Dementia is something that affects 1 in 6 of over 80s in the UK and as such I felt it was high time to dispel the myths surrounding it. To add in my research about Dementia, specifically Alzheimer’s Disease, I spoke with Judy Ayris, Dementia Outreach Manager at Age UK Canterbury who works closely with people living with Dementia and Alzheimer’s Disease as well as with their families and friends. She, along with many others who work alongside people affected by dementia hope by their own attitudes and behaviour, to dispel some of the myths perpetuated about the condition and help to create a more dementia friendly community.
Alzheimer's Disease| image courtesy of healthywomen.org
Myth #1: Alzheimer’s Disease is the same as other forms of dementia.
There are numerous forms of Dementia – Alzheimer’s disease just one of them – though by far the most common, making up approximately 66% of all cases of diagnosed dementia in the UK. Alzheimer’s disease symptoms include memory loss, confusion, spatial awareness problems and emotional processing difficulties. Alzheimer’s disease is marked by a steadier progression of symptoms, whereas other forms of dementia can behave differently, such as vascular dementia which is characterised by sharper intervals with sudden changes in behaviour or memory function.
Myth #2: Alzheimer’s Disease is a disease that affects older people.
Whilst age is the biggest risk factor associated with the condition, Alzheimer’s disease manifests itself in two different forms, young-onset and late-onset. Whilst the late-onset disease tends to occur in the older population (65+), the young-onset condition, which is much rarer, and responsible for around 5% of cases, can occur at a much younger age.
Myth #3: My grandparents/parents have the disease, which means I will get it when I’m older.
Most research points towards a gene known to scientists as the APoE4 being responsible for an elevated risk of Alzheimer’s but it does not mean that you are guaranteed to have the condition, should you inherit this gene.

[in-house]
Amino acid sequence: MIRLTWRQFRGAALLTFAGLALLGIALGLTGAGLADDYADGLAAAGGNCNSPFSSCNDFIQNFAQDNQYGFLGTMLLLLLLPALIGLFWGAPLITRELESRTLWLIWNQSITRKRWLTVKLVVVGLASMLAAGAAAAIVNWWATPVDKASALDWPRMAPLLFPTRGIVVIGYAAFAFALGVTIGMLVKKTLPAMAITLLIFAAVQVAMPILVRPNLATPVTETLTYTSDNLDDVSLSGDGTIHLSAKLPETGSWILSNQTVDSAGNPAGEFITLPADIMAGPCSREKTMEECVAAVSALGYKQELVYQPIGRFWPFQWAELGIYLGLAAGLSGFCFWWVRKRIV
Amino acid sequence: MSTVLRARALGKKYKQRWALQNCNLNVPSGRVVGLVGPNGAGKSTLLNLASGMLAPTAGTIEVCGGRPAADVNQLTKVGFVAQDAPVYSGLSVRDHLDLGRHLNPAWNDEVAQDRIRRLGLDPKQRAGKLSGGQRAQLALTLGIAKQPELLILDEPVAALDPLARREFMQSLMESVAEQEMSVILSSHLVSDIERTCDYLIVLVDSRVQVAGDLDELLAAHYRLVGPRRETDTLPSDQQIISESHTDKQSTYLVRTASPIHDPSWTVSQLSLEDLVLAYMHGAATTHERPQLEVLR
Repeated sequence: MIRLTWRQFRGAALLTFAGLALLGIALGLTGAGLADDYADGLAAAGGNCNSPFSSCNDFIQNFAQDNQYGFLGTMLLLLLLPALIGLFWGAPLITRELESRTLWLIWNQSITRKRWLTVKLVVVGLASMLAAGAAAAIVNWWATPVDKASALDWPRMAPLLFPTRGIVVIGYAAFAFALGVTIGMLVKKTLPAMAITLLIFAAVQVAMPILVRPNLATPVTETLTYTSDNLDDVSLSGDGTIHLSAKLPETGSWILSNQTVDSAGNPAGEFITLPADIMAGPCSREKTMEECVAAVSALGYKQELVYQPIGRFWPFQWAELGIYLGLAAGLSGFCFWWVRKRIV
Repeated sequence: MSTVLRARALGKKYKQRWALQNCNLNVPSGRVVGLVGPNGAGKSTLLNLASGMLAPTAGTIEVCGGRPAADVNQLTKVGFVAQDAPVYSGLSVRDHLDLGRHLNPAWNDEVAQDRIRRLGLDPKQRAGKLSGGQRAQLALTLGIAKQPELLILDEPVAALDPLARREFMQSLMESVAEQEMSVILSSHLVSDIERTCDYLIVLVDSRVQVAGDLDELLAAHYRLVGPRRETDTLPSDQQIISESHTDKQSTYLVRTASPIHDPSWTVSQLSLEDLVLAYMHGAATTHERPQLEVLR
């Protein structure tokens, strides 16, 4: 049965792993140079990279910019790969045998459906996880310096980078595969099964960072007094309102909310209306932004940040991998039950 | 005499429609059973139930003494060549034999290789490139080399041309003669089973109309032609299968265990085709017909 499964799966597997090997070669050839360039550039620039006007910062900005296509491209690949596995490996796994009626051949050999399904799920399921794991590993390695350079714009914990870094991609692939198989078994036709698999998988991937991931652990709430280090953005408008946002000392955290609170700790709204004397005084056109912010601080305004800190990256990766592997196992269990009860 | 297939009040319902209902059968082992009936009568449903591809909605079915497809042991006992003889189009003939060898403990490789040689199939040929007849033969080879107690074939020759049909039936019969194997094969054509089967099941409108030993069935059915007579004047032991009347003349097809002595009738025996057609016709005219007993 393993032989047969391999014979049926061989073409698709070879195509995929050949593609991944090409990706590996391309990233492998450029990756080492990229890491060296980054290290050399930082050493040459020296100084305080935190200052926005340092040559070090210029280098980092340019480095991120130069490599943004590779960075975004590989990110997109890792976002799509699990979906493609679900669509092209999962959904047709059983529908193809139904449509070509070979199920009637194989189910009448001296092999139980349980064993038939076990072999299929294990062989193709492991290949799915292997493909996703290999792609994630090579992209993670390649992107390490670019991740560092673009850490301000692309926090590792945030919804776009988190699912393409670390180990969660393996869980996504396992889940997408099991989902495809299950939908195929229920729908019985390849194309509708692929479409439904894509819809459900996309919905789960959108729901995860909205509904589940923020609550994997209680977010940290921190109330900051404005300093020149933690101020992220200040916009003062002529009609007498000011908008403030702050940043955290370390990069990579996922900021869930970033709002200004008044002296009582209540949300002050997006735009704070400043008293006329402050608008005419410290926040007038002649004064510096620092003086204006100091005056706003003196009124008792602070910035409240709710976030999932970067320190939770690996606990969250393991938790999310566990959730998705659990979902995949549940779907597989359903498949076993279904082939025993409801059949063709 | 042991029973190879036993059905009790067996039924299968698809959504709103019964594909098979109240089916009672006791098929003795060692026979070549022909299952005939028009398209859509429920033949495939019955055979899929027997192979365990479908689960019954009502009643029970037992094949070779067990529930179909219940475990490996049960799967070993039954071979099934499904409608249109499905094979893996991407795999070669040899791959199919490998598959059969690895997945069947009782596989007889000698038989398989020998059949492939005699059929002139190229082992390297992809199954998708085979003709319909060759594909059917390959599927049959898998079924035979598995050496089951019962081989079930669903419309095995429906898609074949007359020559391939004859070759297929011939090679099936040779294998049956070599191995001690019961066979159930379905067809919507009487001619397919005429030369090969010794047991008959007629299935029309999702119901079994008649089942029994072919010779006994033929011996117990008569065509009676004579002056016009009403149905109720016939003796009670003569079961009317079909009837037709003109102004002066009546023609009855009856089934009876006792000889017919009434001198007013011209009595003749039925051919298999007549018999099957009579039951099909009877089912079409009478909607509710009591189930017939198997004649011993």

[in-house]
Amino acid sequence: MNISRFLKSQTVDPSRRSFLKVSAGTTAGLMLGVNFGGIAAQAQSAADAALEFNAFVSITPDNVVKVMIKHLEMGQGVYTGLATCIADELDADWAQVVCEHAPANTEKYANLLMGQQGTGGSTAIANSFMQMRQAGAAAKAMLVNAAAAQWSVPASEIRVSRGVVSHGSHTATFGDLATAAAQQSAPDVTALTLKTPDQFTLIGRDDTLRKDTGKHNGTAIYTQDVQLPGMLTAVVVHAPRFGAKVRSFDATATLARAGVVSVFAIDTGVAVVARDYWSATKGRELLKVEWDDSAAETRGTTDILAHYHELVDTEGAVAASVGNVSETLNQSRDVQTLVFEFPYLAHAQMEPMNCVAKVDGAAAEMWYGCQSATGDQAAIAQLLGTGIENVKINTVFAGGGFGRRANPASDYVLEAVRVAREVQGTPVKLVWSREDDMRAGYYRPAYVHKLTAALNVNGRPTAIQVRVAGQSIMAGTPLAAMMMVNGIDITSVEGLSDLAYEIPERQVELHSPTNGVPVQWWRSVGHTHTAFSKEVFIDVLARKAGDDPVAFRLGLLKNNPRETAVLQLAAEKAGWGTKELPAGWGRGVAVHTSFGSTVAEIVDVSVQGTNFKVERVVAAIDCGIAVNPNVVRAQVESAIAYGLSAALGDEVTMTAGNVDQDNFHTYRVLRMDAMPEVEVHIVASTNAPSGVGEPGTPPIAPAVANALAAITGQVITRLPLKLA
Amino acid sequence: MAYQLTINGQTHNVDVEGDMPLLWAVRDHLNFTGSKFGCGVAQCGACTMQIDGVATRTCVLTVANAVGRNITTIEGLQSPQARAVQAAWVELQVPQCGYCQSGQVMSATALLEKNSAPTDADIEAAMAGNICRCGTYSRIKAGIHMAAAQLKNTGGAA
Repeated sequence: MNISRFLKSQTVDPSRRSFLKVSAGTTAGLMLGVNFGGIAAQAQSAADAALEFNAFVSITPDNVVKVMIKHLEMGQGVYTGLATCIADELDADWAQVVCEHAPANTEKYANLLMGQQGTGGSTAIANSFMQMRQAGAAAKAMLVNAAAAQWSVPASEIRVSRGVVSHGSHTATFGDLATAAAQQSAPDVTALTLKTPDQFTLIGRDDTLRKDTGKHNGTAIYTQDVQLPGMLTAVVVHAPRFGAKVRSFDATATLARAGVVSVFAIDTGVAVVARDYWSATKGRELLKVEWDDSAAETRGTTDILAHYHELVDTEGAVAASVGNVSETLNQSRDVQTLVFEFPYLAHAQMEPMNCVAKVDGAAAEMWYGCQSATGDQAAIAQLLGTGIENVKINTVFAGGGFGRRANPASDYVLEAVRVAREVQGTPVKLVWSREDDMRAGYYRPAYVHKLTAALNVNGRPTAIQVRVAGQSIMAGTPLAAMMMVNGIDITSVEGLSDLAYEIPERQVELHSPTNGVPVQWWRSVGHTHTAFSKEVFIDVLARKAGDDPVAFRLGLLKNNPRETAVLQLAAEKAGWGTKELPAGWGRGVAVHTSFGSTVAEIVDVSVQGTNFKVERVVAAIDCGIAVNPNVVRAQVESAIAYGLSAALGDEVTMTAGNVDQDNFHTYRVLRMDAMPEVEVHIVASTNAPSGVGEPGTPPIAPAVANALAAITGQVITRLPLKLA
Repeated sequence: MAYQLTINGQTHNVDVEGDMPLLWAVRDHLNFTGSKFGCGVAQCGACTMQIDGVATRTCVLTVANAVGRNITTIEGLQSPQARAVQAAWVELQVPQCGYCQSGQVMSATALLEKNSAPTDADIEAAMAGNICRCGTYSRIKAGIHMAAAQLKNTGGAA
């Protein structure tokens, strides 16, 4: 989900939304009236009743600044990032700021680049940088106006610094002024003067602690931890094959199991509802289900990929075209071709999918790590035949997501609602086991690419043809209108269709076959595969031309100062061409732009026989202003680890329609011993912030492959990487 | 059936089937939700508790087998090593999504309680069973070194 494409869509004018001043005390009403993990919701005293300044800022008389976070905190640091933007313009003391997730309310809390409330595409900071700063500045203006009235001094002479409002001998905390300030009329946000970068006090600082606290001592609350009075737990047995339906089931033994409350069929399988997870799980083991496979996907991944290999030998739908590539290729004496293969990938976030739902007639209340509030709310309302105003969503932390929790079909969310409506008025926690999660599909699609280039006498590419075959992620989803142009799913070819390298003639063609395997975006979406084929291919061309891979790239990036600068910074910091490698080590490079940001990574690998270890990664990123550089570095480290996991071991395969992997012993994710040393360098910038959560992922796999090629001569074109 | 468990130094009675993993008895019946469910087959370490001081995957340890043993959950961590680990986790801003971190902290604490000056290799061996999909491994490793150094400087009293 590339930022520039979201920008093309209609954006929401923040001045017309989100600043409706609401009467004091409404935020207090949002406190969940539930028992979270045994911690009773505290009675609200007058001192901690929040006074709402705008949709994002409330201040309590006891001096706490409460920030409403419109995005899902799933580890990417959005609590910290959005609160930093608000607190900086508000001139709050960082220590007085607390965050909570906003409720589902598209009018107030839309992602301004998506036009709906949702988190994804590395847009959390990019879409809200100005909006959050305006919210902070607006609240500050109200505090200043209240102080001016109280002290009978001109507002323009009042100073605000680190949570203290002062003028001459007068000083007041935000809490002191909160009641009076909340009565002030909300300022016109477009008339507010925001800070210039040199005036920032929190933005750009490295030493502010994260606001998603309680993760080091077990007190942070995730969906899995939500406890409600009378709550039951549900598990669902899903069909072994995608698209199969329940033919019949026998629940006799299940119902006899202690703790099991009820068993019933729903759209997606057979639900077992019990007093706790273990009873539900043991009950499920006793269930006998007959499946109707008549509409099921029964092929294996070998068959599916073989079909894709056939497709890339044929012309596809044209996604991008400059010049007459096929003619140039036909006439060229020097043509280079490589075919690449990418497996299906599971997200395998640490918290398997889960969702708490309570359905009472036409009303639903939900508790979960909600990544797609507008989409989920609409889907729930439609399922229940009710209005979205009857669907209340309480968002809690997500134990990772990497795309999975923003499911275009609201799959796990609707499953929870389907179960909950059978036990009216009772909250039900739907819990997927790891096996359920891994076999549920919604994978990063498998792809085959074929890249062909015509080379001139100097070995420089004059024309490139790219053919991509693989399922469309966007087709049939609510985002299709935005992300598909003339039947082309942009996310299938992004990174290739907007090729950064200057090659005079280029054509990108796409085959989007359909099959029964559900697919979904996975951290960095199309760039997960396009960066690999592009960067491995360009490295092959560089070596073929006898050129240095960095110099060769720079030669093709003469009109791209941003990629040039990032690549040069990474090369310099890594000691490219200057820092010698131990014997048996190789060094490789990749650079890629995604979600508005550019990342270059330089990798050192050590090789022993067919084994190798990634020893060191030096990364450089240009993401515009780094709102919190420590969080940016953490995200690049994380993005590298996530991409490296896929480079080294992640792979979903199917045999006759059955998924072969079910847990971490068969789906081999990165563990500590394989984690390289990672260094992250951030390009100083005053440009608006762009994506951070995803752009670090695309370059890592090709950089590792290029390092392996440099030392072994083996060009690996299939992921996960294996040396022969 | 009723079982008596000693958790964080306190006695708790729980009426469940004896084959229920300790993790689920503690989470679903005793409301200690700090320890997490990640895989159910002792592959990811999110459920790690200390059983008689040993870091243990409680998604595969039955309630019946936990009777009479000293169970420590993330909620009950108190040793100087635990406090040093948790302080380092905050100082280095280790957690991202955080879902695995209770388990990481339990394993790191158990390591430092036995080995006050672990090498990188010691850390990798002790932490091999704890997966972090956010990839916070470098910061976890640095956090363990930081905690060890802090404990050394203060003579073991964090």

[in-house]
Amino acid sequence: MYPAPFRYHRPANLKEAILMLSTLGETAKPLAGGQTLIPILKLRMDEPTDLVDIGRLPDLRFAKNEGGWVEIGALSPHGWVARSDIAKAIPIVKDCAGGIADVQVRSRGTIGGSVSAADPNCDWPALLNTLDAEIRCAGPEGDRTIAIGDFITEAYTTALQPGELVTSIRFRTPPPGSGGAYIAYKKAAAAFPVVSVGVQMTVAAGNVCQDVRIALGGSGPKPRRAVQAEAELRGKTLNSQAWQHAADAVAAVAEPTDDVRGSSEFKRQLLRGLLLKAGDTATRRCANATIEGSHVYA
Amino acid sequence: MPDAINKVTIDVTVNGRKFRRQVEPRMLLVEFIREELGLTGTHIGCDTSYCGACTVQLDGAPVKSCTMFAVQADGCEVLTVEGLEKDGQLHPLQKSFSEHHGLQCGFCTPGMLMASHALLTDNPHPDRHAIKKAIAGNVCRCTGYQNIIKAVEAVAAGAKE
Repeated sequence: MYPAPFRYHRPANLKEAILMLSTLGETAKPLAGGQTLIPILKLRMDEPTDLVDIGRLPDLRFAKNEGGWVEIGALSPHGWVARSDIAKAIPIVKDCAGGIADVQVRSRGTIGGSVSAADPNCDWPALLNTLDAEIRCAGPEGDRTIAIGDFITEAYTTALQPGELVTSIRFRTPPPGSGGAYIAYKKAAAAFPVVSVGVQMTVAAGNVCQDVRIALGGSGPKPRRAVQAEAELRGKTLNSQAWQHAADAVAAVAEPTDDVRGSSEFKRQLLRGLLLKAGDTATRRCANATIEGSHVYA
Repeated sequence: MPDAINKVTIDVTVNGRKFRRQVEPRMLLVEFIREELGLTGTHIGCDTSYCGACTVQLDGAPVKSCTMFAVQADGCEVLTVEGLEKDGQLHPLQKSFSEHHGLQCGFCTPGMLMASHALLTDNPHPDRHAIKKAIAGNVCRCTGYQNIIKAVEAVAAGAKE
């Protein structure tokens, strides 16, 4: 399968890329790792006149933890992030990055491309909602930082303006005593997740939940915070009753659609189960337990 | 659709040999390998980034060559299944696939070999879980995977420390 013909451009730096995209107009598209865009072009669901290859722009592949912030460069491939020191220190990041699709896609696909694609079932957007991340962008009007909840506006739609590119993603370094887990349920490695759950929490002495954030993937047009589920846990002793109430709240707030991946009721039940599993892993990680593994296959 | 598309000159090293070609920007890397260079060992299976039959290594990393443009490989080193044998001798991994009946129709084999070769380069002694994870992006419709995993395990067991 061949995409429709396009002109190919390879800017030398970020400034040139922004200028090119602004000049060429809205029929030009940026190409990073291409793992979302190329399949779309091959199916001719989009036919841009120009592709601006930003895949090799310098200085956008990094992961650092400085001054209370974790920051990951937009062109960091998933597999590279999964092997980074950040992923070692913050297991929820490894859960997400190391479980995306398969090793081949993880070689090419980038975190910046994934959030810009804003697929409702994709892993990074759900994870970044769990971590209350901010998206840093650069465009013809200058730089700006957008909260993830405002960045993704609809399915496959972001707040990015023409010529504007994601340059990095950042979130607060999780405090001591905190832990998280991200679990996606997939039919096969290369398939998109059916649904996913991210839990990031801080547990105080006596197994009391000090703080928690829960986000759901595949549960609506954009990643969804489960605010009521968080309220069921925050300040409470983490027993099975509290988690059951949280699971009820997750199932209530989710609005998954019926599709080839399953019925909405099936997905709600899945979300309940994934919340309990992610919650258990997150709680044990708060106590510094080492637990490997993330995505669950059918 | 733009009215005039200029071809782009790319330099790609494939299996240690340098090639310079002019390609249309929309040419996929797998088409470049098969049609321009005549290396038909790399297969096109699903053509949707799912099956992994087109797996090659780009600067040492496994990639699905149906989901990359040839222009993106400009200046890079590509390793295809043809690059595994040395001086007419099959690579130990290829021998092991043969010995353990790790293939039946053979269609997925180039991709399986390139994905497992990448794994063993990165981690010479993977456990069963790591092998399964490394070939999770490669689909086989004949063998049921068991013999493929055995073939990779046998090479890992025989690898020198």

Familial Alzheimer’s, an early-onset condition (typically under 65), accounts for only 1-5% of cases, but there is a 50% chance that the genes that are responsible for expressing this early-onset condition will be inherited by the following generation. This means if your parents are diagnosed, you have a 50% risk, however, if your grandparents have the disease, but your parents do not, you are extremely unlikely to develop this condition.
Myth #4: I need to behave differently when talking to somebody with Alzheimer’s disease.
Often people feel as though they need to alter their speech or speak in a different way when talking to somebody with Alzheimer’s disease, but this isn’t the case. Often people assume that people living with dementia will have a uniform set of behaviours and respond accordingly, but the popular phrase ‘when you have met one person with dementia, you have met one person with dementia’ holds true. It is important to treat a person living with dementia as a person first and foremost and the condition should always be secondary. There is no need to be condescending with language or to raise your voice. Dementia rarely affects people’s ability to hear, but they may be confused about what you are saying or may have difficulty processing speech quickly.
Myth #5: Once you have Alzheimer’s Disease, life can only go downhill.
Currently, once you are diagnosed with Alzheimer’s disease, the condition is permanent. However, Alzheimer’s disease is wrongly associated with an immediate reduced quality of life. In fact, maintaining a high quality of social interaction and mental stimulation has been shown to be one of the most effective ways of slowing disease progression. Research from University College London in Cognitive Stimulation Therapy has repeatedly demonstrated the effectiveness of themed activities, social engagement and cognitive stimulation across 29 countries, with results comparable to the best medication currently available.
There is still a great deal of research to be undertaken to truly understand the causes behind Alzheimer’s disease, to find out about the current state of research,
visit the Alzheimer’s Society website: www.alzheimers.org.uk